The 3 Most Common Healthcare Data Breaches
In an increasingly online world, data security is a real concern for all businesses, even small ones. We’ve already talked about the basics of data protection for your senior care business. Now it’s time to look at the top 3 data-security risks to senior care providers and learn how to protect your business and your clients.
In its annual report on data breaches around the world, Verizon found that last year, more than half of the security incidents reported by the healthcare industry led to the loss of information such as patient records and credit card information. Within healthcare, the most commonly targeted businesses were hospitals, followed by ambulatory health care services (including home health care services, physicians’ offices, physical and other therapists’ practices, and outpatient care centers), nursing and residential care facilities, and social assistance programs (including those for seniors).
Over the years, data-breach detectives have found 9 consistent types of security threats, with each industry falling prey to few in particular. In healthcare, the top 3 data threats in 2014 were “miscellaneous errors,” insider misuse, and lost and stolen assets such as computers and mobile devices with protected data on them. Let’s take a closer look at each of those 3 data issues.
Human error was the leading cause of healthcare data loss
The old saying, “We have met the enemy and he is us” applies all too often when it comes to healthcare data breaches. The most common mistakes made by well-intentioned senior care and other healthcare employees were:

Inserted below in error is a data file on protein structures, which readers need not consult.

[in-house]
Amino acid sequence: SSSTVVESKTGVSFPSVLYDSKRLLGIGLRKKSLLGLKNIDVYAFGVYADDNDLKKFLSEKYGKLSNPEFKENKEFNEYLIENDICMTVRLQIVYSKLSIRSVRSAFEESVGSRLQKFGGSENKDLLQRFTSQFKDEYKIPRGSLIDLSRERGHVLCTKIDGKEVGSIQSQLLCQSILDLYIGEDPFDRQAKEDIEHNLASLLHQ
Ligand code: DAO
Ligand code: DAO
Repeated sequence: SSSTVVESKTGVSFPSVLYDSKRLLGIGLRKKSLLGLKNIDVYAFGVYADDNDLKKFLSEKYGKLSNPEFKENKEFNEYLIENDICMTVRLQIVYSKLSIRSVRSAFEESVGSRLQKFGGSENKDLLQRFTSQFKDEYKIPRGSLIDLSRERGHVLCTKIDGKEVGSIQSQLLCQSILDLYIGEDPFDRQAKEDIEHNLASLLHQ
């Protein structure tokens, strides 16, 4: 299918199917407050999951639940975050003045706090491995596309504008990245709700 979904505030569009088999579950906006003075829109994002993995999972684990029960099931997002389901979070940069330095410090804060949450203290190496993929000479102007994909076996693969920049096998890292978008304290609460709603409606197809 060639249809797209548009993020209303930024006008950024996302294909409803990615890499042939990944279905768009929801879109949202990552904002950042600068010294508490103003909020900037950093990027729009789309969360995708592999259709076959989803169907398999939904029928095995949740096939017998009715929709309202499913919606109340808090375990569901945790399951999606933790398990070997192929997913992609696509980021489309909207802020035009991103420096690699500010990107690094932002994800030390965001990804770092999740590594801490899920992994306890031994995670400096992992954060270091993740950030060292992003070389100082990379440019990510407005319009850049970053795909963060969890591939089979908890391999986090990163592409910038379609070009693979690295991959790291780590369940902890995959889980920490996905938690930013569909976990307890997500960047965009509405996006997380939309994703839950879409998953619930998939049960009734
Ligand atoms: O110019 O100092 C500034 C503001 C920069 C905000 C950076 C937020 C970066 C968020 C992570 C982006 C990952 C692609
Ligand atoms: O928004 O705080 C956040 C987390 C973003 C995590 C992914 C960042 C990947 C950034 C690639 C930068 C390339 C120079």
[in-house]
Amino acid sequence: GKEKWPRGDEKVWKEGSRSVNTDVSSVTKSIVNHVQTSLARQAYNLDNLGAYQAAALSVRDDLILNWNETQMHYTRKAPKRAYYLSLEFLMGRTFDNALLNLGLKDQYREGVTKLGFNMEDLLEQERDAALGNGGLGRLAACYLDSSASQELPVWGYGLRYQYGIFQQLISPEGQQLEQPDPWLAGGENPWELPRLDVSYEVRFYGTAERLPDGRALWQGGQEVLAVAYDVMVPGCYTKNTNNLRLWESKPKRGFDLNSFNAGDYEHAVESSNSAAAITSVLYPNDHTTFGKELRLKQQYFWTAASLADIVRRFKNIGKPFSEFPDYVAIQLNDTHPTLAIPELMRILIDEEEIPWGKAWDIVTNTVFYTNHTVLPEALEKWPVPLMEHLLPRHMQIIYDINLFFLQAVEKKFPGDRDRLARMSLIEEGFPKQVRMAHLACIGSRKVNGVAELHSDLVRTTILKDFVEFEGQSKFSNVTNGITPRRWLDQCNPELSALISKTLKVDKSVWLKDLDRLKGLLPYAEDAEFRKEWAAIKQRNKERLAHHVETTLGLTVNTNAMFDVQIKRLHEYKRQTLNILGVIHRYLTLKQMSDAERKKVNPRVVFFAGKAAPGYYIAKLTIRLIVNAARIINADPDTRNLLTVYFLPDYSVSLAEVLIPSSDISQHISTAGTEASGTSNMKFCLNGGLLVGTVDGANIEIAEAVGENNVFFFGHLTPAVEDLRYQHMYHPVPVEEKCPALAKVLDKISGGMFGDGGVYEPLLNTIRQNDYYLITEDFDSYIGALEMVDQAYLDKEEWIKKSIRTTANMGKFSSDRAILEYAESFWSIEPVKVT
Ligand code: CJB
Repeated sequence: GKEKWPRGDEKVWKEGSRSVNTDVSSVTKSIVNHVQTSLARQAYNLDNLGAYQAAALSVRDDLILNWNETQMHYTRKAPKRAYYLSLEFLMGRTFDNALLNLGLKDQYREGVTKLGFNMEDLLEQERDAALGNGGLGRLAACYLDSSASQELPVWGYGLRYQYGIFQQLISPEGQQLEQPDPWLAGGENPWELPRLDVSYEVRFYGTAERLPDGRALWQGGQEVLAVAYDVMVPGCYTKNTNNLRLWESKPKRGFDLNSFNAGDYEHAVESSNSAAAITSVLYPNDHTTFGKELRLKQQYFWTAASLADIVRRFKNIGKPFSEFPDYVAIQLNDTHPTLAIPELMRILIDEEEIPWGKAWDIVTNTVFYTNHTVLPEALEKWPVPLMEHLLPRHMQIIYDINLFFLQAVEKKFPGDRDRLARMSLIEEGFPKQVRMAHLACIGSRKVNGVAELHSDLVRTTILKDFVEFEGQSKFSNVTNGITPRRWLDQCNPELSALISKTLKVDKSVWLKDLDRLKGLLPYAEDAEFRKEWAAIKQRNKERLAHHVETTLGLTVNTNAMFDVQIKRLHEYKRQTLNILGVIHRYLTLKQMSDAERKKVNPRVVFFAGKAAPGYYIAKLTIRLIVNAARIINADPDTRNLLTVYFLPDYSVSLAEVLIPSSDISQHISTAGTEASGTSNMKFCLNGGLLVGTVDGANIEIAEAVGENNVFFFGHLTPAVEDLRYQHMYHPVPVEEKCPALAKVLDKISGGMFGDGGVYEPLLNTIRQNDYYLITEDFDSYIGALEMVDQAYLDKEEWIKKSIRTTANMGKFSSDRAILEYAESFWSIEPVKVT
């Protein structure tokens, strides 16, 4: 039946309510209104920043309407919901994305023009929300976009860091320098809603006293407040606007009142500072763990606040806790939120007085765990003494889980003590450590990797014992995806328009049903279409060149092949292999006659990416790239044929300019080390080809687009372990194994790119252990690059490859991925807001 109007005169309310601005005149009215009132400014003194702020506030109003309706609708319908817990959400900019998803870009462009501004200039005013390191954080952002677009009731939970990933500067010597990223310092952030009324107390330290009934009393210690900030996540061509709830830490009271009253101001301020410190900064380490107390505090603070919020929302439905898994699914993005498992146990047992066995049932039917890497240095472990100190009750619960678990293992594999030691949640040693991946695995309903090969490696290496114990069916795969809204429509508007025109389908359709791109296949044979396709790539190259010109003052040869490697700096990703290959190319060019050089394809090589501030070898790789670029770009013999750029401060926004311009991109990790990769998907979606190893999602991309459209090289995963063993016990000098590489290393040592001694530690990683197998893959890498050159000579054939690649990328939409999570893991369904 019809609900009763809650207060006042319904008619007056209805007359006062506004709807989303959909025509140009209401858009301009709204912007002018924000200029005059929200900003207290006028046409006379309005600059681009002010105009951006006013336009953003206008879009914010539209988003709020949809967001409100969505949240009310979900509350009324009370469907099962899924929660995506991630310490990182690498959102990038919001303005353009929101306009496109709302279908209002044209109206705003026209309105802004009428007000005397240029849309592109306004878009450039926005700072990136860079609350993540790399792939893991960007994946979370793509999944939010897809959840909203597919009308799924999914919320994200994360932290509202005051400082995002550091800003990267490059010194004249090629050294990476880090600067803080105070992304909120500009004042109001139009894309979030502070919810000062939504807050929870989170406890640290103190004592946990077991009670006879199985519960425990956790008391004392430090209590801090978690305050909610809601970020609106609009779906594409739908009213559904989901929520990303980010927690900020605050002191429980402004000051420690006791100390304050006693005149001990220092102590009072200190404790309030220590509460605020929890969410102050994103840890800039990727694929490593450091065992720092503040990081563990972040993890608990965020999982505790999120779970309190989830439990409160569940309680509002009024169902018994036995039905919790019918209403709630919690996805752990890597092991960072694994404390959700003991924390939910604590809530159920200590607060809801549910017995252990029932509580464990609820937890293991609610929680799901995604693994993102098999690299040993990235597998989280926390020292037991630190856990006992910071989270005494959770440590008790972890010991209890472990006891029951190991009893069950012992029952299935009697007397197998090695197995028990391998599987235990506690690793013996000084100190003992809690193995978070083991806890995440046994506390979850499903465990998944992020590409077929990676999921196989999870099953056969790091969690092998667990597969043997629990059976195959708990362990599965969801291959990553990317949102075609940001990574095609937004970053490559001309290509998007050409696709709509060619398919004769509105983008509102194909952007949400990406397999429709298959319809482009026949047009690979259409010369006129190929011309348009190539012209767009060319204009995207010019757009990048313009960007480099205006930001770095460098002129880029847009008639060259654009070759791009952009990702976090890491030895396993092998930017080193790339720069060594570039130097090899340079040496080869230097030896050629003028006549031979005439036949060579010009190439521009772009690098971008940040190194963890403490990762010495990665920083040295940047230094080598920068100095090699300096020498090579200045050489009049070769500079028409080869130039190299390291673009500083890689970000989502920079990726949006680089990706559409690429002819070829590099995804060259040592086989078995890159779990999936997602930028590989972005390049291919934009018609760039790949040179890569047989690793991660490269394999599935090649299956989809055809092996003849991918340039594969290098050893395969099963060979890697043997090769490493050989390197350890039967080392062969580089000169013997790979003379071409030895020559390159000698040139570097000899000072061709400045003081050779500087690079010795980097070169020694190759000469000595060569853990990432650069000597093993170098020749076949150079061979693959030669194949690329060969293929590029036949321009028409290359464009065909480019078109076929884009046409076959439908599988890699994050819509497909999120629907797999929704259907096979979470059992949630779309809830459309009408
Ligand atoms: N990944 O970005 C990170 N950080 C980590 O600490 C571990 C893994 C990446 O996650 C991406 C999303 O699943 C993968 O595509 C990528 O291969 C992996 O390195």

- mistakenly sending private information to the wrong person;
- accidentally posting private information publicly online; and
- failing to properly dispose of protected data.
To reduce the risk of costly mistakes, owners and managers should:
- Remind employees not to rely on autofill tools in email programs and to check recipients before hitting “send.”
- Regularly check your website to ensure that only public information is posted there.
- Dispose of paper documents by shredding and old hard drives by erasing and then destroying them.
Insider privilege abuse was the 2nd largest cause of data theft
Fixing innocent mistakes is one thing; spotting employee malfeasance is much more challenging. The Small Business Administration offers tips for small business owners and managers to reduce the risk of employee theft, including data theft:
- Conduct thorough background and reference checks on prospective hires.
- Watch for behavioral red flags among employees, such as never taking vacation, complaining about large debts, and an adversarial attitude toward managers and co-workers.
- Spell out company data protection policies clearly.
- Restrict employee’s network access to just the areas they need to use.
Experts recommend that no single employee should ever have complete access to your company’s entire network, records, or financial information.
Lost and stolen assets ranked 3rd.
Surprisingly, many thefts of data happened in employees’ own work spaces. Many other thefts happened when mobile devices and laptops were stolen from employees’ cars. The authors of Verizon’s report recommend that business owners keep track of all company-owned devices and reward employees for reporting lost or stolen equipment promptly.
Other steps to take with company-owned, and to recommend for employee-owned equipment (like a personal smartphone a CNA uses to check her schedule and client roster), are password protection, a device-tracking service, and the ability to remotely lock a stolen device or erase its data. Inexpensive apps and file-backup services often include device lock and wipe options.
No business is ever completely immune to human error, physical theft, and rogue employees, but by taking these steps now you can reduce your company’s and your clients’ chances of becoming data-theft victims.